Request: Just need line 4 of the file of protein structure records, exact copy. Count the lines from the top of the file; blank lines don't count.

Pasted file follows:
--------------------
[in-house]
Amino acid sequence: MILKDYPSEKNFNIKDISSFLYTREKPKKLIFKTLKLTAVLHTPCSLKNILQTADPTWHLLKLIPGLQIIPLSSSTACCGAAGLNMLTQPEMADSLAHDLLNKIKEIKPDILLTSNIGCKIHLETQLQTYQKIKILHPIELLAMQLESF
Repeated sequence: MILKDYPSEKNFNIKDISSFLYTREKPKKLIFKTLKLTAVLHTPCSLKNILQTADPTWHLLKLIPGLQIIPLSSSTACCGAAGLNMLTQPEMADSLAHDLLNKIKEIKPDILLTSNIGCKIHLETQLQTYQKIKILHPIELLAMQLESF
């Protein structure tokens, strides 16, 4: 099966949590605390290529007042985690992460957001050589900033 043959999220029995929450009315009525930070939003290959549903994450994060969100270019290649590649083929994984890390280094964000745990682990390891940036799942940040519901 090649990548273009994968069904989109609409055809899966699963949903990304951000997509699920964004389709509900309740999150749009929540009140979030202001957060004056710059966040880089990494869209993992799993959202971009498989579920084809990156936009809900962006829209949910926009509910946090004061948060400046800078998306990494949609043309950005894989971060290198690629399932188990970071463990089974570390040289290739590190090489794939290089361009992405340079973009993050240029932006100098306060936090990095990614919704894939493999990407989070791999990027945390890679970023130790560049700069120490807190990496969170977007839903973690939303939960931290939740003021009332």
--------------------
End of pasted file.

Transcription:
């Protein structure tokens, strides 16, 4: 099966949590605390290529007042985690992460957001050589900033 043959999220029995929450009315009525930070939003290959549903994450994060969100270019290649590649083929994984890390280094964000745990682990390891940036799942940040519901 090649990548273009994968069904989109609409055809899966699963949903990304951000997509699920964004389709509900309740999150749009929540009140979030202001957060004056710059966040880089990494869209993992799993959202971009498989579920084809990156936009809900962006829209949910926009509910946090004061948060400046800078998306990494949609043309950005894989971060290198690629399932188990970071463990089974570390040289290739590190090489794939290089361009992405340079973009993050240029932006100098306060936090990095990614919704894939493999990407989070791999990027945390890679970023130790560049700069120490807190990496969170977007839903973690939303939960931290939740003021009332």